Original Meanings: Politics and Ideas in the Making of the Constitution - Chapter 3, The Madisonian Moment Summary & Analysis

Jack N. Rakove
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Chapter 3, The Madisonian Moment Summary

“In framing a system which we wish to last for ages, we shd. not lose sight of the changes which ages will produce…. [I]t was more than probable we were now digesting a plan which in its operation will decide forever the fate of Republican Govt.” (pg. 33-34). These are the words of James Madison as he addresses the convention in Philadelphia on June 26, 1787. Madison, like few other attendees, appreciates the grandeur of the moment. Experienced in service at both the state and national levels, Madison sees the shortcomings in the Articles of Confederation and the form of government it resulted in: a weak Congress with no authority to force the states to comply with national policy and no way to raise the revenues necessary for running a national government.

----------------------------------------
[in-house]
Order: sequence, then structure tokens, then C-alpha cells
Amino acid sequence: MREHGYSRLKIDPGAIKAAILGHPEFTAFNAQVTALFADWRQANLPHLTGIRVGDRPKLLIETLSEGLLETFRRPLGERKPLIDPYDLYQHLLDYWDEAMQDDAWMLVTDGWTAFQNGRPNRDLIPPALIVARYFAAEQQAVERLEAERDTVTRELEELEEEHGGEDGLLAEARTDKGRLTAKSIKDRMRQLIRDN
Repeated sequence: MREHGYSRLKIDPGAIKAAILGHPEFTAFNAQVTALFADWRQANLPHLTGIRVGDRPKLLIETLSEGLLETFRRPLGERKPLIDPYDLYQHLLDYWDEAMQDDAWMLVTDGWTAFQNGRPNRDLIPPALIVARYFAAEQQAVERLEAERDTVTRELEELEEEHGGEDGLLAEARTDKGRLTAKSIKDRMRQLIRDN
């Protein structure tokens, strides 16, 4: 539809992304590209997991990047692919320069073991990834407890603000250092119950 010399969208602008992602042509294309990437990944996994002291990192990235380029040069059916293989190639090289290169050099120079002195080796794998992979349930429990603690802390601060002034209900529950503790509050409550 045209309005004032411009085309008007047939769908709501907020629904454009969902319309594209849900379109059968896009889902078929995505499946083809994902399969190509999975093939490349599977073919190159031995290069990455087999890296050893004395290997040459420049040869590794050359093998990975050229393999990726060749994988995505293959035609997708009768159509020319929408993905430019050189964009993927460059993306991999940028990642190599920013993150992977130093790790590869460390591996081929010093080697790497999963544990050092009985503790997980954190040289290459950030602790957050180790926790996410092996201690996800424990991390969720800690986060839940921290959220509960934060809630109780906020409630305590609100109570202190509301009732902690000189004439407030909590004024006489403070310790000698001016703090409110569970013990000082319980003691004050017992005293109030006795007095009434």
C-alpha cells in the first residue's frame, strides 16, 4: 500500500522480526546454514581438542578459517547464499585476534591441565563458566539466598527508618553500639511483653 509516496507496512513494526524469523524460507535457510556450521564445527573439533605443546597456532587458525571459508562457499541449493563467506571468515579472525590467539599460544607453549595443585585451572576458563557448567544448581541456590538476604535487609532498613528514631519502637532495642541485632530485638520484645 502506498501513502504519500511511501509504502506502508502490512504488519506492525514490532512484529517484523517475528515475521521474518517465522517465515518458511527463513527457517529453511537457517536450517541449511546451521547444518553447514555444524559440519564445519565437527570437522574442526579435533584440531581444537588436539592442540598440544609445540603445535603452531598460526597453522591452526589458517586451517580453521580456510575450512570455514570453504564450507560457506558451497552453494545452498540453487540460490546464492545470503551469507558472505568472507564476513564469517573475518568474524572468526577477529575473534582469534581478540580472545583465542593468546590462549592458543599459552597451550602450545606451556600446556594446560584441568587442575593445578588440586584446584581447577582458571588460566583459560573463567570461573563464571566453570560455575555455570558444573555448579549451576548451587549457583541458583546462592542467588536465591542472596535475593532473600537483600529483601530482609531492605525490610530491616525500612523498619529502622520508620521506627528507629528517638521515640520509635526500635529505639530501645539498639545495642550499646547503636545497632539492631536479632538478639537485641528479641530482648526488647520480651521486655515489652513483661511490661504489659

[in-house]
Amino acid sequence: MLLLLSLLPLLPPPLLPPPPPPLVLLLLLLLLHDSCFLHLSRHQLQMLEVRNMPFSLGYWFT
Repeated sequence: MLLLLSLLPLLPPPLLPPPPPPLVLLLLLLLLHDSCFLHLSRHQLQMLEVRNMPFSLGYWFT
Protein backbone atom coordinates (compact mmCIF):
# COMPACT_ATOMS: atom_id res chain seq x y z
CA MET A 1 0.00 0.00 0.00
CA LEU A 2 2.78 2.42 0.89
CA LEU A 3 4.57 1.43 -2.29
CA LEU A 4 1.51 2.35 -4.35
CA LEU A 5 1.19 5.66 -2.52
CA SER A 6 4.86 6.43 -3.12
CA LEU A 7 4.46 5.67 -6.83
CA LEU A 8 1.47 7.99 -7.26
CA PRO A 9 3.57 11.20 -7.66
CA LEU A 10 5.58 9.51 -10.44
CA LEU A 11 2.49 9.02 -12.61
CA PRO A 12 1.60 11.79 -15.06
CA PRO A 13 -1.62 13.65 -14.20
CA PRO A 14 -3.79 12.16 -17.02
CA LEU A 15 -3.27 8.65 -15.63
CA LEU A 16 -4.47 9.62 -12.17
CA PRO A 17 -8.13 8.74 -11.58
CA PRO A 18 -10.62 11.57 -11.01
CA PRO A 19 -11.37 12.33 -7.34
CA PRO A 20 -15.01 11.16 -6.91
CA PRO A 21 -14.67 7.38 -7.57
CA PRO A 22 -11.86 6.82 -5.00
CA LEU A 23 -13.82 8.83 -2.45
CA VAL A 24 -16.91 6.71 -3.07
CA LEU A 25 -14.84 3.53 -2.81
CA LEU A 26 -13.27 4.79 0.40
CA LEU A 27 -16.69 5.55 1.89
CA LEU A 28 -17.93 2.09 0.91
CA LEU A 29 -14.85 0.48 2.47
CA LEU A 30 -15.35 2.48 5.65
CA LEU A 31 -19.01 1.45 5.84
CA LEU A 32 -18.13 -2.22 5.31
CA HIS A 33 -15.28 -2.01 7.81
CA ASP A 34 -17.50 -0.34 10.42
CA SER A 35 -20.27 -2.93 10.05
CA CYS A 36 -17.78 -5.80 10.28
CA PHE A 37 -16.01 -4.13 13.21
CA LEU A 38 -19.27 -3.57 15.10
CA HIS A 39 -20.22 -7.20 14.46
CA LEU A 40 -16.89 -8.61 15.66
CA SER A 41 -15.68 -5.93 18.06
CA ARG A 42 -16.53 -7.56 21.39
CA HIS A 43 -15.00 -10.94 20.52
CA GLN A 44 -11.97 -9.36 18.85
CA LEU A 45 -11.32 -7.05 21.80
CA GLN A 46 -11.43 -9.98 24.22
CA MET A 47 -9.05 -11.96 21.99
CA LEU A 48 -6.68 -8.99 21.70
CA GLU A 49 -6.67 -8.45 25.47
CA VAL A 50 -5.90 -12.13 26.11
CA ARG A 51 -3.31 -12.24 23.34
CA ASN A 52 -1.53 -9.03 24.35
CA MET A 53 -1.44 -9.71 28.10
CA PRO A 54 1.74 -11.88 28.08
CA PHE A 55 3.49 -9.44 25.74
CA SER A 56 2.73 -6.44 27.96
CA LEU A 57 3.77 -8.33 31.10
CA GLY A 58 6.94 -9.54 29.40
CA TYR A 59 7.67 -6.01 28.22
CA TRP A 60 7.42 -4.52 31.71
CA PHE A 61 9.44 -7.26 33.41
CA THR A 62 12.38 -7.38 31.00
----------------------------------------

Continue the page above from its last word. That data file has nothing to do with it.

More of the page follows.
Madison prepares himself for the Annapolis...

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This section contains 787 words
(approx. 2 pages at 400 words per page)
Buy the Original Meanings: Politics and Ideas in the Making of the Constitution Study Guide
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